Executive Briefings

RFID Helps Robots Deliver Medications

For the past five years, Geisinger Medical Center, located in Danville, Pa., has employed Tug battery-powered robots from a company called Aethon to deliver medicine to patient-care units. This took some of the workload off the shoulders of its nurses and pharmacy technicians. But certain controlled substances and high-value pharmaceuticals could not be trusted to the robots. Employees had to deliver them and manually record information regarding where they were moved to within the hospital, using pen and paper. But now that the drugs are fitted with passive RFID tags placed in an RFID-enabled version of the Tug known as MedEx, the robot can do the job.
With radio frequency identification-a technology that Aethon began building into some of its robots three years ago-the hospital can track which personnel loaded which robot with which medications, as well as who received them. Three of Geisinger's five robots have been equipped with the RFID system, which it began implementing in the fourth quarter of 2009. The other two robots carry hospital equipment, but no medication, so they require no RFID tracking.

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For the past five years, Geisinger Medical Center, located in Danville, Pa., has employed Tug battery-powered robots from a company called Aethon to deliver medicine to patient-care units. This took some of the workload off the shoulders of its nurses and pharmacy technicians. But certain controlled substances and high-value pharmaceuticals could not be trusted to the robots. Employees had to deliver them and manually record information regarding where they were moved to within the hospital, using pen and paper. But now that the drugs are fitted with passive RFID tags placed in an RFID-enabled version of the Tug known as MedEx, the robot can do the job.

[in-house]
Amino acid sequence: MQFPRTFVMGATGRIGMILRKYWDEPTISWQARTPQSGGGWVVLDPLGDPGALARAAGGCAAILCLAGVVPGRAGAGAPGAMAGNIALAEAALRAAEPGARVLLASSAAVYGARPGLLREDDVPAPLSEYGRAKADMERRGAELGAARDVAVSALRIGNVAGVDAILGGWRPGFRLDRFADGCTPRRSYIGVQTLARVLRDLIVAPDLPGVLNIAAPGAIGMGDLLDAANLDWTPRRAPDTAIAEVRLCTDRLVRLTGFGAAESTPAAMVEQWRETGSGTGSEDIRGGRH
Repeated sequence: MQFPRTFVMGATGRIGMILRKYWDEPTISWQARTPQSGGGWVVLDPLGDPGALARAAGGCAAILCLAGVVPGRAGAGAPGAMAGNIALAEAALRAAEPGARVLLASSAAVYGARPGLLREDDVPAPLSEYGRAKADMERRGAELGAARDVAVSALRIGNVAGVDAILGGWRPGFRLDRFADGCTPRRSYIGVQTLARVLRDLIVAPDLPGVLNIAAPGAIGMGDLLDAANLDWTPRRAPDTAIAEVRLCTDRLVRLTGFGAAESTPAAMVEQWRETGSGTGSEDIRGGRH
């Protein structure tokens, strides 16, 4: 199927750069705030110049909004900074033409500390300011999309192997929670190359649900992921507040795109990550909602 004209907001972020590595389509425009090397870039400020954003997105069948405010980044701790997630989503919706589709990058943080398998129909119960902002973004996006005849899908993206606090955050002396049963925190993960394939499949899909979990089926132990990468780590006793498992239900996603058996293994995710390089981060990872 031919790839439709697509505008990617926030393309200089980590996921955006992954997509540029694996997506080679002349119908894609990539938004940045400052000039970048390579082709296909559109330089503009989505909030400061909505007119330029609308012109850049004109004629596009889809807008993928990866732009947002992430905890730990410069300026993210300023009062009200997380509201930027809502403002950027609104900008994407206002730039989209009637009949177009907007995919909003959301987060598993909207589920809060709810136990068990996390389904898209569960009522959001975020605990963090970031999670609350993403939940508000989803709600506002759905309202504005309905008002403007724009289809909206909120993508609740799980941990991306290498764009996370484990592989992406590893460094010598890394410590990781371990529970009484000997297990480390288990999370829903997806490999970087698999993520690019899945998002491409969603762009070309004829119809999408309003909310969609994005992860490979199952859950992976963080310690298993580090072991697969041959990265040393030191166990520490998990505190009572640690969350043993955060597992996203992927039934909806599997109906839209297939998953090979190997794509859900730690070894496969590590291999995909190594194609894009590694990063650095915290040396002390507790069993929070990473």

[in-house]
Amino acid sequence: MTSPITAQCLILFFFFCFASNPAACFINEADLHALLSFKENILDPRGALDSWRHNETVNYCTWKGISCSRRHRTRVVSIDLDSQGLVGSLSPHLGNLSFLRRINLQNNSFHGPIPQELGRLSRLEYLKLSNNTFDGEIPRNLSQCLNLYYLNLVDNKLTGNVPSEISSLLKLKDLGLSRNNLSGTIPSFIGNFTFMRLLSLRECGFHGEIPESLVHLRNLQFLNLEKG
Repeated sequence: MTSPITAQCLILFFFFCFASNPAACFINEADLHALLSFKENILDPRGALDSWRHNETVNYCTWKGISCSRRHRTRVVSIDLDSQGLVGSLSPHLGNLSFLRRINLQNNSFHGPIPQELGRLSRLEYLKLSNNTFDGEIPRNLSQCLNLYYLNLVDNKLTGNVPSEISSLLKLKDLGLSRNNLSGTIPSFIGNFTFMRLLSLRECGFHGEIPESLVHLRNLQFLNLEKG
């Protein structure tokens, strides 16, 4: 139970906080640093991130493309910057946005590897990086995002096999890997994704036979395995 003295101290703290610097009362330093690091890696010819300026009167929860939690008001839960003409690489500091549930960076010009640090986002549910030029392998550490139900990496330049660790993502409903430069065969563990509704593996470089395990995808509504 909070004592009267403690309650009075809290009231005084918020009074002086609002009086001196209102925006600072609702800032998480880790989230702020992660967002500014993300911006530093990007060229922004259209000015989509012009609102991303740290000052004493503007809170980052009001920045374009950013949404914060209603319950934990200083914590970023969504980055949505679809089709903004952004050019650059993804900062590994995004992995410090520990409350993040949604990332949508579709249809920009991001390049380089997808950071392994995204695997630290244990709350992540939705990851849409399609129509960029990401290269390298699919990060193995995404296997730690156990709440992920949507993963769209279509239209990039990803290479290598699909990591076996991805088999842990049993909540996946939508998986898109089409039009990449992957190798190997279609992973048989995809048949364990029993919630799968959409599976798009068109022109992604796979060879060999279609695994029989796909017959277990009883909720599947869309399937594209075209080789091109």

With radio frequency identification-a technology that Aethon began building into some of its robots three years ago-the hospital can track which personnel loaded which robot with which medications, as well as who received them. Three of Geisinger's five robots have been equipped with the RFID system, which it began implementing in the fourth quarter of 2009. The other two robots carry hospital equipment, but no medication, so they require no RFID tracking.

Read Full Article